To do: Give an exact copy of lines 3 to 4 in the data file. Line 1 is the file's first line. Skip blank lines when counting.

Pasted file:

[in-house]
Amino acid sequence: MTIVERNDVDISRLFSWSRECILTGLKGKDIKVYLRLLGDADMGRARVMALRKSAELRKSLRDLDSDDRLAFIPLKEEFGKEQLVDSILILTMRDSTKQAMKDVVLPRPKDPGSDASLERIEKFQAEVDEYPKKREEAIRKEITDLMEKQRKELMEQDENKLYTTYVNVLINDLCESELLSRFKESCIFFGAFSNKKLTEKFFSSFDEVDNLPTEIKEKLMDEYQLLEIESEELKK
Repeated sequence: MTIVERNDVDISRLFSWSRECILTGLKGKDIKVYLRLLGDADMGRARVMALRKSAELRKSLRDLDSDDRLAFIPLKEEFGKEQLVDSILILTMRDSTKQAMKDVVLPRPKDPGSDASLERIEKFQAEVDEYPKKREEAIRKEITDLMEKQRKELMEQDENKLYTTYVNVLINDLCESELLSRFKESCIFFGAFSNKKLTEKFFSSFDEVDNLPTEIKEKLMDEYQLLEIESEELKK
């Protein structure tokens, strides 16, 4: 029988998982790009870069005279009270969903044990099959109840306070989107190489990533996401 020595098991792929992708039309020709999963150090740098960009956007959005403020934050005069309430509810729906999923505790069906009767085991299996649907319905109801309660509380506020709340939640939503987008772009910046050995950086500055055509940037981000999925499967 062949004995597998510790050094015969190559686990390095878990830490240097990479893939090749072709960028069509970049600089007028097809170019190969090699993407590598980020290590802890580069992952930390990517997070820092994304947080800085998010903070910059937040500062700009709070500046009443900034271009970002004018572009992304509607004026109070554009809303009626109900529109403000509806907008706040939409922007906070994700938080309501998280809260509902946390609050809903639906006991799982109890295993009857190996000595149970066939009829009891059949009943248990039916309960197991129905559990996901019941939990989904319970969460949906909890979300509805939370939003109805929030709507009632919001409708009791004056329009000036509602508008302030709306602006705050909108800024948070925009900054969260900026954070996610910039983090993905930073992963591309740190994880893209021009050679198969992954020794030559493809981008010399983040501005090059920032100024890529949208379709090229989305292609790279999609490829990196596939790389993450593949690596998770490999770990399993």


Repeated sequence: MTIVERNDVDISRLFSWSRECILTGLKGKDIKVYLRLLGDADMGRARVMALRKSAELRKSLRDLDSDDRLAFIPLKEEFGKEQLVDSILILTMRDSTKQAMKDVVLPRPKDPGSDASLERIEKFQAEVDEYPKKREEAIRKEITDLMEKQRKELMEQDENKLYTTYVNVLINDLCESELLSRFKESCIFFGAFSNKKLTEKFFSSFDEVDNLPTEIKEKLMDEYQLLEIESEELKK
């Protein structure tokens, strides 16, 4: 029988998982790009870069005279009270969903044990099959109840306070989107190489990533996401 020595098991792929992708039309020709999963150090740098960009956007959005403020934050005069309430509810729906999923505790069906009767085991299996649907319905109801309660509380506020709340939640939503987008772009910046050995950086500055055509940037981000999925499967 062949004995597998510790050094015969190559686990390095878990830490240097990479893939090749072709960028069509970049600089007028097809170019190969090699993407590598980020290590802890580069992952930390990517997070820092994304947080800085998010903070910059937040500062700009709070500046009443900034271009970002004018572009992304509607004026109070554009809303009626109900529109403000509806907008706040939409922007906070994700938080309501998280809260509902946390609050809903639906006991799982109890295993009857190996000595149970066939009829009891059949009943248990039916309960197991129905559990996901019941939990989904319970969460949906909890979300509805939370939003109805929030709507009632919001409708009791004056329009000036509602508008302030709306602006705050909108800024948070925009900054969260900026954070996610910039983090993905930073992963591309740190994880893209021009050679198969992954020794030559493809981008010399983040501005090059920032100024890529949208379709090229989305292609790279999609490829990196596939790389993450593949690596998770490999770990399993």